• Celebrate with extended family – Just because you’re not related to someone doesn’t mean they can’t be considered family. You can spend this holiday season celebrating with friends, colleagues or even perfect strangers! (You never know where you might get an unexpected blessing!)
  • Try to stay as positive as you can – “Turn that frown upside down!” Even if you can’t help but to feel sad, it doesn’t hurt to try and stay upbeat & positive. Your attitude says a lot about who you are and you never know who may be looking up to you. Negative energy can not only bring you down but it can rub off on others around you. Put a smile on your face & be grateful for all you have.
  • Make someone else’s day – Writing this blog makes me happy so if there is something that you can do to make someone else’s day, do it! This is the season for giving not receiving. Go out of your way to do some good for another person.
  • Give “gifts” to yourself – Why wait for Christmas Day to open give gifts? Treat yourself to something special this holiday season. Whether it’s something as simple as sleeping in or as expensive as a vacation, just know that you deserve it. Take care of yourself so that you can take care of others throughout the year.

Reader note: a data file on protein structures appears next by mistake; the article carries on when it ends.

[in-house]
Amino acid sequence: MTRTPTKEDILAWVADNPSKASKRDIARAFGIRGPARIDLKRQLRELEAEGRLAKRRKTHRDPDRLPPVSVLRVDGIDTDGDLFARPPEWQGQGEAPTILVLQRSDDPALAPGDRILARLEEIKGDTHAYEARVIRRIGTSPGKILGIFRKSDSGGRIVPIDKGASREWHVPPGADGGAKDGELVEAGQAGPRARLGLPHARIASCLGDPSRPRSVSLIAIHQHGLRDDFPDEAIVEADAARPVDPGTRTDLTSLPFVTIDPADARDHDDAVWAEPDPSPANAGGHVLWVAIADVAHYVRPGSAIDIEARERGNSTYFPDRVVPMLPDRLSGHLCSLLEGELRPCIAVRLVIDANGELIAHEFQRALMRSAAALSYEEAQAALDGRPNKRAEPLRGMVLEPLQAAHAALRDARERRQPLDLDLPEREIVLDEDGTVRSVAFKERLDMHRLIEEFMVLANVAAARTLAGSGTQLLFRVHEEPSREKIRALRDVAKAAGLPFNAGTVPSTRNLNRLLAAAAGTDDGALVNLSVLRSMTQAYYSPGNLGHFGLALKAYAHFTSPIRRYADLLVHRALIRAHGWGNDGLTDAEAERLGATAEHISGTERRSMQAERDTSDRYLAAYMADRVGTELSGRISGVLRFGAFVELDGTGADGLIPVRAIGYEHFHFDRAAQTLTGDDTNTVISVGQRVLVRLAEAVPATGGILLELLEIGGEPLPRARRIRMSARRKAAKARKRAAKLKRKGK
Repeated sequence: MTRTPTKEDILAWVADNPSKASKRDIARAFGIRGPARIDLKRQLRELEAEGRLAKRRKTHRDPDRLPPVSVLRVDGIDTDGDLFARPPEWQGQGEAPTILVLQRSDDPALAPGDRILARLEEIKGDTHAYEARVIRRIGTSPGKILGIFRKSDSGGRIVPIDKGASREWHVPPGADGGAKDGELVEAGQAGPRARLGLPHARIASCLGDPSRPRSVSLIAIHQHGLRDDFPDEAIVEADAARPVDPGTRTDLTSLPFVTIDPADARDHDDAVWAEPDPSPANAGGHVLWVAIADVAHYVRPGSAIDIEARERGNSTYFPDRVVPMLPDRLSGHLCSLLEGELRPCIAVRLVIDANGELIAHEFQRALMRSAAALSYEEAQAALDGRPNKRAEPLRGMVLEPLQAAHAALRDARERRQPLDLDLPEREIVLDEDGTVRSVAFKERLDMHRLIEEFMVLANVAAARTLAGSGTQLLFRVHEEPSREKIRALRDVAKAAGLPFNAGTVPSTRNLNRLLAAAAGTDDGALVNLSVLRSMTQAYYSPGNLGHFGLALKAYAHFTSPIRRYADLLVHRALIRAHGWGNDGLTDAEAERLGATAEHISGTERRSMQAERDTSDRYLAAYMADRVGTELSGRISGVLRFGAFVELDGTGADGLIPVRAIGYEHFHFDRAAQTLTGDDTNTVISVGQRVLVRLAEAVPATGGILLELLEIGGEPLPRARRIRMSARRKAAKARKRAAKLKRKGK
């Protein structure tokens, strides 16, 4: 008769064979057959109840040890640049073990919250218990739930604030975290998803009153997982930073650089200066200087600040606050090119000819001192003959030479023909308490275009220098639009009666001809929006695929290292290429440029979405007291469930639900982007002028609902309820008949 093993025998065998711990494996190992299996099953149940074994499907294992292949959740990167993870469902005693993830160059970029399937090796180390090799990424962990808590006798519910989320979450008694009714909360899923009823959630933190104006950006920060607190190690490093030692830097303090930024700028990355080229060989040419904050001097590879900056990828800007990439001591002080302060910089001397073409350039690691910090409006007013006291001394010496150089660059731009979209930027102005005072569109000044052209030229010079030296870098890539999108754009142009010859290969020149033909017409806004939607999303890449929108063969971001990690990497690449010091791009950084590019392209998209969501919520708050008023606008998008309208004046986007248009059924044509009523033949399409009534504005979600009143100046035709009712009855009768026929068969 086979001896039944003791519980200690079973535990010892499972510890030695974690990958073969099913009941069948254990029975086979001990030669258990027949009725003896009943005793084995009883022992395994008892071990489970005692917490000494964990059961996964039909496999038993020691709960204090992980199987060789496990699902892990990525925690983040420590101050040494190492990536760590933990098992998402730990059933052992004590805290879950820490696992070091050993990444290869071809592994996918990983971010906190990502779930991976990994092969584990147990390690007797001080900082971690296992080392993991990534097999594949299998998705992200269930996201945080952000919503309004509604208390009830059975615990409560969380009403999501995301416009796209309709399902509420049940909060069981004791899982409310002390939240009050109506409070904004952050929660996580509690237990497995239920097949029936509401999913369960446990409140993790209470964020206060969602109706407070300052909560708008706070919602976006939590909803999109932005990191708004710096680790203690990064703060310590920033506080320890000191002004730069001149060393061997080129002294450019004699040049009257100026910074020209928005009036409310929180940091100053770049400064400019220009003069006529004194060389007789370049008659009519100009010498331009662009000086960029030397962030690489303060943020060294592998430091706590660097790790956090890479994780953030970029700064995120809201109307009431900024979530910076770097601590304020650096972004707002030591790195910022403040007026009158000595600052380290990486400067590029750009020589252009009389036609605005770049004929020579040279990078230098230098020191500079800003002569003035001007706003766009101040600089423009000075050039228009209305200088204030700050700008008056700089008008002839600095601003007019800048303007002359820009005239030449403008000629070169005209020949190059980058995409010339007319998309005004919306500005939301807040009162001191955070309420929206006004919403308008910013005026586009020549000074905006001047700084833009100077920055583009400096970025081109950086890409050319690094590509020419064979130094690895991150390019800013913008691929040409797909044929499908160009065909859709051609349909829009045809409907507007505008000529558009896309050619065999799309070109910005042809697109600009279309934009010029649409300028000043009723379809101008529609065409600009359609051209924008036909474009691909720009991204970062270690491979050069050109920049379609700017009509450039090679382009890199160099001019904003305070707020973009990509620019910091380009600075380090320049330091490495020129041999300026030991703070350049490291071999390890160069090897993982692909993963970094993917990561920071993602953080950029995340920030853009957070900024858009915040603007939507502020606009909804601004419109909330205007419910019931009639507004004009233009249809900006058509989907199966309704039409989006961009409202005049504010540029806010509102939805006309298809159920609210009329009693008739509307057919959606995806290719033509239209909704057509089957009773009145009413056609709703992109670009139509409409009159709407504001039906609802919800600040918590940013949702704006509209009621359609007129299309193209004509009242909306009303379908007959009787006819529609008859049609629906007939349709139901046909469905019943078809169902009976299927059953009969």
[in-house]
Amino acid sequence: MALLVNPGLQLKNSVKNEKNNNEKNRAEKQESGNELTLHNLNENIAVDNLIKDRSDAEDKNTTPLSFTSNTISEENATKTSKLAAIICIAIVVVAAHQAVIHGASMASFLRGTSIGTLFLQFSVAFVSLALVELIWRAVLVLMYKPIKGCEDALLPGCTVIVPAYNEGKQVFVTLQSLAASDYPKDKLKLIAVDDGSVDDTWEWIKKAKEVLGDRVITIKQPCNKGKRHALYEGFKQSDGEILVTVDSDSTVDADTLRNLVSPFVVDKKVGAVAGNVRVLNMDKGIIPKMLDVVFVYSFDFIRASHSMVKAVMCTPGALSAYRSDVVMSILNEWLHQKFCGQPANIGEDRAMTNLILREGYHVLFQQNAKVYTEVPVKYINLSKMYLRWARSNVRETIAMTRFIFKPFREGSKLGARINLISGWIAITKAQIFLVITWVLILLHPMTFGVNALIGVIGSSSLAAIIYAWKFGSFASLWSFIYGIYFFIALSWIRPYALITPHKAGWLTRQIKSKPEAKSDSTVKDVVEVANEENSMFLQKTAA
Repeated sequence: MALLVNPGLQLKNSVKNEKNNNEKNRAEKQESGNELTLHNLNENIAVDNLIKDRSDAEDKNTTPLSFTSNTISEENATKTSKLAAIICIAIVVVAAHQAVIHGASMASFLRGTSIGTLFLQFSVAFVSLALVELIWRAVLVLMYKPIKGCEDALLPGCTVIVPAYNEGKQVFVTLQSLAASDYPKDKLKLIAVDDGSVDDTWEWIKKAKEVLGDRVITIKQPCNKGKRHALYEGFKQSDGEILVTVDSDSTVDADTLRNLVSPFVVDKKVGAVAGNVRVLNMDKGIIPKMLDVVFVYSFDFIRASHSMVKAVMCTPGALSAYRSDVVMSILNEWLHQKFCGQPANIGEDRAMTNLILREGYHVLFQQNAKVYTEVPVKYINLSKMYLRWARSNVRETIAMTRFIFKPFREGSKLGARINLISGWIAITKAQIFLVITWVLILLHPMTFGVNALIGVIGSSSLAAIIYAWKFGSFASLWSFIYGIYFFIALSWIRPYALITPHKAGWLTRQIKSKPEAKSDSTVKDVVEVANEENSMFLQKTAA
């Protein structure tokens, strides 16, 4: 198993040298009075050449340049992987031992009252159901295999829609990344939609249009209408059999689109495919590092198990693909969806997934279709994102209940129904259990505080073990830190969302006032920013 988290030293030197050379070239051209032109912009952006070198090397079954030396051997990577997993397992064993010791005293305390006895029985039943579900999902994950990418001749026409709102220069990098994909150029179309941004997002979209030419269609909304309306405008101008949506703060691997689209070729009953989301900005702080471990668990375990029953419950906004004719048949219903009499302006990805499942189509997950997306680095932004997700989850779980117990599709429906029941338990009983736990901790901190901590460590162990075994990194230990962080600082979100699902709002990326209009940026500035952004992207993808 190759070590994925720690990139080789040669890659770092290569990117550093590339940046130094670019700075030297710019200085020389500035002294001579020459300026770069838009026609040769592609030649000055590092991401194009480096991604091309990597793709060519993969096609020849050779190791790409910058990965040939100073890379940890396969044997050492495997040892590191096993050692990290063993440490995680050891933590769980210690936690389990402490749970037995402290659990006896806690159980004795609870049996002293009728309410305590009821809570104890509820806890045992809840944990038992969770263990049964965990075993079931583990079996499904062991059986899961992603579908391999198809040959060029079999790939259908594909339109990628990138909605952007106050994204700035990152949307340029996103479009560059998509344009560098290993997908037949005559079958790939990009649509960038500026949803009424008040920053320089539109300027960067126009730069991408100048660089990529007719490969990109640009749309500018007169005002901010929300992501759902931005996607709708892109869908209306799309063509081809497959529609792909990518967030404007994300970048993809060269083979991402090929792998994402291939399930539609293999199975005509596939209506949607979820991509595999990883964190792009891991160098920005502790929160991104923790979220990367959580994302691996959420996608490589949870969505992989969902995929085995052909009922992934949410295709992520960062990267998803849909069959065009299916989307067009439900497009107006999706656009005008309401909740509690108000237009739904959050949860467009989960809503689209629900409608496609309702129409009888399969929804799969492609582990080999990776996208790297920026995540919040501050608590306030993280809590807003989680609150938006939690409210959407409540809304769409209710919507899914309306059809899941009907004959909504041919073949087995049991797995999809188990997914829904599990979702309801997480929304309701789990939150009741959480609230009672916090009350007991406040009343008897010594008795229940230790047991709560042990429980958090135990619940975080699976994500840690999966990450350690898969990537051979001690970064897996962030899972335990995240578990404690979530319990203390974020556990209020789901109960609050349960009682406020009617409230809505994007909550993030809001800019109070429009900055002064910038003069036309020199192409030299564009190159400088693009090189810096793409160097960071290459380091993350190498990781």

• Focus on good memories – Everybody has some good memories from their past. Even if things aren’t going perfectly in your life right now, try to recollect some positivity from the past. When I think about certain things from my past (fun days from college, a trip with my girlfriends, a great day at work, etc….) it can put a big smile on my face. Reflect on the “good old days”!
  • Imagine what you can do next year to make Christmas even better than this year – It’s never too early to plan for next year. What would you like to do differently? Who do you want to spend the holiday season with? Where do you see yourself at the end of next year? Look forward to the possibilities of 2015.